Jokes about gaining the “Quarantine 15” aside, home workout spaces are on the rise. A survey found that after this year of transformation, 81% of millennials reported that they actually preferred to workout at home. As a result, homeowners dedicated spaces in their home for riding their Peloton (whose sales doubled this past year), streaming yoga classes, or lifting free weights. In some cases, this required new flooring, like vinyl or rubberized surfaces that can withstand a weight dropping on them.

Outdoor Spaces

With the option to visit usual leisure spaces restricted, and indoor gatherings off limits, many Americans have been looking into transforming their outdoor space into a new oasis for their families to congregate. According to NPR, deck construction was up 275% from March to July of 2020, and hiring landscapers was up 238%.

Family Spaces

Families with open-floor concepts may have been on edge as the pandemic forced work and school for every family member into one shared location. Jim Westover of William Duff Architects articulated this idea in an interview with Architectural Digest:  “The open-plan concept probably doesn’t work so well if more than one person is working from home or if the kids are being noisy, so that concept may be refined with partitions to dedicate space for working/home office.” For this reason, some homeowners are looking to put walls up or repurpose open spaces like basements to give further separation between the noisy activities of a busy family.

Renovations Prior to Selling

With interest rates reaching record lows, 42% of home listings were selling in two weeks or less this past year. Many people used their down time at home to fix their homes up to sell while the market was hot. These changes included safety changes to bring homes up to code and cosmetic touches inside and out to make their home as appealing as possible to buyers.

Making it All Simpler

With increased demand, the home improvement industry is seeing a golden opportunity it has never seen before. As a result, it’s in the best interest of both vendors and retailers in this industry to make these improvements as smooth and hassle-free as possible.

With home remodelers looking to make big changes to their homes in as short of a time period as possible, it’s important to streamline communication to help the customer make decisions efficiently. The VendorPriceBook app helps streamline communication between vendors and retailers in the home improvement industry, helping you better reach customers who want to make these changes. By simplifying the process, customers will find home remodeling less stressful, and will be more likely to want to become repeat customers in the future.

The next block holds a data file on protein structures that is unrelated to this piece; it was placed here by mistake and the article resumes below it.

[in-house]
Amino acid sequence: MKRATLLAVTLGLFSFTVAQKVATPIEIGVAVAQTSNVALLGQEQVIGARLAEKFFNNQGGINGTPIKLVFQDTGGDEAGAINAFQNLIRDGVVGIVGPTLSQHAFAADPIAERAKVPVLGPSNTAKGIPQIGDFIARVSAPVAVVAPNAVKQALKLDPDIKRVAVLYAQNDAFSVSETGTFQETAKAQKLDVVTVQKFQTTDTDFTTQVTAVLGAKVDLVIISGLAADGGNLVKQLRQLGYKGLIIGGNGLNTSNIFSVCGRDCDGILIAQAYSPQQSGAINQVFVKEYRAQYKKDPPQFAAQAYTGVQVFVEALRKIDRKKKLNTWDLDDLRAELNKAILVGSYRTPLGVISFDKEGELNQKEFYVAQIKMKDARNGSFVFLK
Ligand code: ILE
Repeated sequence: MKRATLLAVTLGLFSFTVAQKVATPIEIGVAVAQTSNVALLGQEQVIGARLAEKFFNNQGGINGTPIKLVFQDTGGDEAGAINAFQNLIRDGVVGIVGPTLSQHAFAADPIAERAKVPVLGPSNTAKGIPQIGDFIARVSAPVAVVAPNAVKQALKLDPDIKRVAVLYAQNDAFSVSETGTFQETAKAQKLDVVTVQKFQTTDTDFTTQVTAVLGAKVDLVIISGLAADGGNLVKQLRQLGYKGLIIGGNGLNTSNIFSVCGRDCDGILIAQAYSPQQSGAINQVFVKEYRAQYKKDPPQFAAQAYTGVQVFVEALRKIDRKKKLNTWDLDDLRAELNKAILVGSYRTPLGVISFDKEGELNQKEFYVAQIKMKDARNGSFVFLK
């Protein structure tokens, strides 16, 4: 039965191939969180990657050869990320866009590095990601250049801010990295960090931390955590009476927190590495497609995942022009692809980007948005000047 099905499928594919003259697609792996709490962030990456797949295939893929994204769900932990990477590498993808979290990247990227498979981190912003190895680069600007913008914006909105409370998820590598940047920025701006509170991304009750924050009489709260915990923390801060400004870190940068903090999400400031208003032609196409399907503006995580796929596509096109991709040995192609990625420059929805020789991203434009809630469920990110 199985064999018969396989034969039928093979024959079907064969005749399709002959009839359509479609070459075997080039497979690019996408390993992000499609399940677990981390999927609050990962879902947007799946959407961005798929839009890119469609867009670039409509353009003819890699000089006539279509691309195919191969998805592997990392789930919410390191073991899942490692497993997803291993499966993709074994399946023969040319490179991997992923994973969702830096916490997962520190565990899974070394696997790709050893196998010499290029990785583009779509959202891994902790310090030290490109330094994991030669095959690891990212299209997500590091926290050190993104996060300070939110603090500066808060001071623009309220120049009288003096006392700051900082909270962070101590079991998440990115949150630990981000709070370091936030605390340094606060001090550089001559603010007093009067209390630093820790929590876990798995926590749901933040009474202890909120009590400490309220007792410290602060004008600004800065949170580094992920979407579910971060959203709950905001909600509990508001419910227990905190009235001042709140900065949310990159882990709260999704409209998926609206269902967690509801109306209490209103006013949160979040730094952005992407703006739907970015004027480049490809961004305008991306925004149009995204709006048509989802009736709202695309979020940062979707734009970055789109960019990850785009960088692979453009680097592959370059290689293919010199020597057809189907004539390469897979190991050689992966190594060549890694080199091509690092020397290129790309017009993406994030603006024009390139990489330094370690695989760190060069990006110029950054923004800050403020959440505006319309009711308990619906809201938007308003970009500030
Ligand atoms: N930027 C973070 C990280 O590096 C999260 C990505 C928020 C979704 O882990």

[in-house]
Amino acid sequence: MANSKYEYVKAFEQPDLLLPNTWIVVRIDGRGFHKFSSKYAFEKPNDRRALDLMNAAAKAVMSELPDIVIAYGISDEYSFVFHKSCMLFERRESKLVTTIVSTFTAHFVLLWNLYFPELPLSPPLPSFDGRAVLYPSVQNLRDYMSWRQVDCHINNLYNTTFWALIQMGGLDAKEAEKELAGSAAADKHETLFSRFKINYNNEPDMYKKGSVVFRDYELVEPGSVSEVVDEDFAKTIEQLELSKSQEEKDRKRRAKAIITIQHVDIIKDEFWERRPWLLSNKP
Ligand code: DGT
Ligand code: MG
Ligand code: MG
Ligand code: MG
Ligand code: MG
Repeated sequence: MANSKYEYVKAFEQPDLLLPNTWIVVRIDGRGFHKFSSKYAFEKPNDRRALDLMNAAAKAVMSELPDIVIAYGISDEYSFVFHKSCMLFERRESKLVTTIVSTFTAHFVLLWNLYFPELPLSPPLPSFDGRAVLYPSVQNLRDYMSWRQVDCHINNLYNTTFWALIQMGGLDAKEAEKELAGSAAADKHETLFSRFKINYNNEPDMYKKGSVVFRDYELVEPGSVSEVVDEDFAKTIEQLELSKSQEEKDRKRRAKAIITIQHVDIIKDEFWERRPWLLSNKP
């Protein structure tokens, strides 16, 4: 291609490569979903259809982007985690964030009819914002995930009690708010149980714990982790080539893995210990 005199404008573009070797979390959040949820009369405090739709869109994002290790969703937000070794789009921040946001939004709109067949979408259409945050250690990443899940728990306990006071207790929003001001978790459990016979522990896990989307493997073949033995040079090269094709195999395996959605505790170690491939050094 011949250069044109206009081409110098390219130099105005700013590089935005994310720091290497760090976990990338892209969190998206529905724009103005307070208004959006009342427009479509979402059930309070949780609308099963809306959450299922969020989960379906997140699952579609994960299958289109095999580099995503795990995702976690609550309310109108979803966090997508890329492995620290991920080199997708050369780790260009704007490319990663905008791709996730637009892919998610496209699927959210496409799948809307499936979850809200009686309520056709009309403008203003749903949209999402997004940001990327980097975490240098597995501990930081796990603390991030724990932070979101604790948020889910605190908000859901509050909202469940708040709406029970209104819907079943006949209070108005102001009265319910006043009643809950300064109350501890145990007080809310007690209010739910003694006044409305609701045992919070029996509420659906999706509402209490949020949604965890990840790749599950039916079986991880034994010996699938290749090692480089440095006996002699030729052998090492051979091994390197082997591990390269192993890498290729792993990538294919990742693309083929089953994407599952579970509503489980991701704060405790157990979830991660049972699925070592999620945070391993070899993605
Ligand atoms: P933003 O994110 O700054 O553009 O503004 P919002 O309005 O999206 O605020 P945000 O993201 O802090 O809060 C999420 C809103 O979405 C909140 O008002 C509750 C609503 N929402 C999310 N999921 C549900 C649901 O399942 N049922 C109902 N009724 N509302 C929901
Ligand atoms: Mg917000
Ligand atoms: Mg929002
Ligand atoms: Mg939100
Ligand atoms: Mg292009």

These Flooring Trends Might Surprise You

Styles come and go, and then come back again and that’s just the case for clothes–home design trends also experience shifts. Pastel pink tiles of the 90s. Checkered board floors of the 50s. Each decade seems to have its own signature look when it comes to flooring and interior designs. As flooring manufacturers, vendors and retailers, it’s important to stay on top of consumer trends because tastes do change, and that in turn affects supply and demand.

With the pandemic allowing more people to stay and lounge around in their homes, many people are looking to renovate. Flooring is a great first step to that process. Let’s take a look at what trends we think will stick out through 2021.

Hardwood: always a classic choice, hardwood can be elegant and modern at the same time. This year, you might want to take notice of cool color tones, wide planks, and environmentally friendly finishes. Source: The Flooring Girl.

Antimicrobial: health and safety are at top-of-mind now more than ever. “Antimicrobial” or “antibacterial” types of floors are those that are finished or with technology (i.e. Microban) which help inhibit the growth of bacteria.

Terracotta Tiles: social media is going crazy over these! These give a space a rustic, earthy charm if we do say so ourselves and they are less expensive than other ceramics. They can be as basic or as ornate as a home remodeler pleases–check out all the varieties here and you’ll see why they’re growing in popularity!

terracotta tiles

If you want to visualize yourself as a renovator and understand the decisions they have to make before buying flooring, check out this video:

While there may be some debate on which flooring styles may ultimately takeover and be the next big trend, there’s one thing that will always ring true for consumers looking to renovate–they don’t want to wait around for pricing. With a long laundry list of items to buy and things to fix, a home renovator needs to know what flooring is in stock and what the cost is. As a retailer, a customer on the showroom floor will expect quick answers and paper pricebooks won’t cut it.

VendorPriceBook streamlines communication between vendors and retailers so looking up pricing and inventory can be made on-the-spot using a mobile device or computer. To learn more or to start your free trial, please go to VendorPriceBook.com.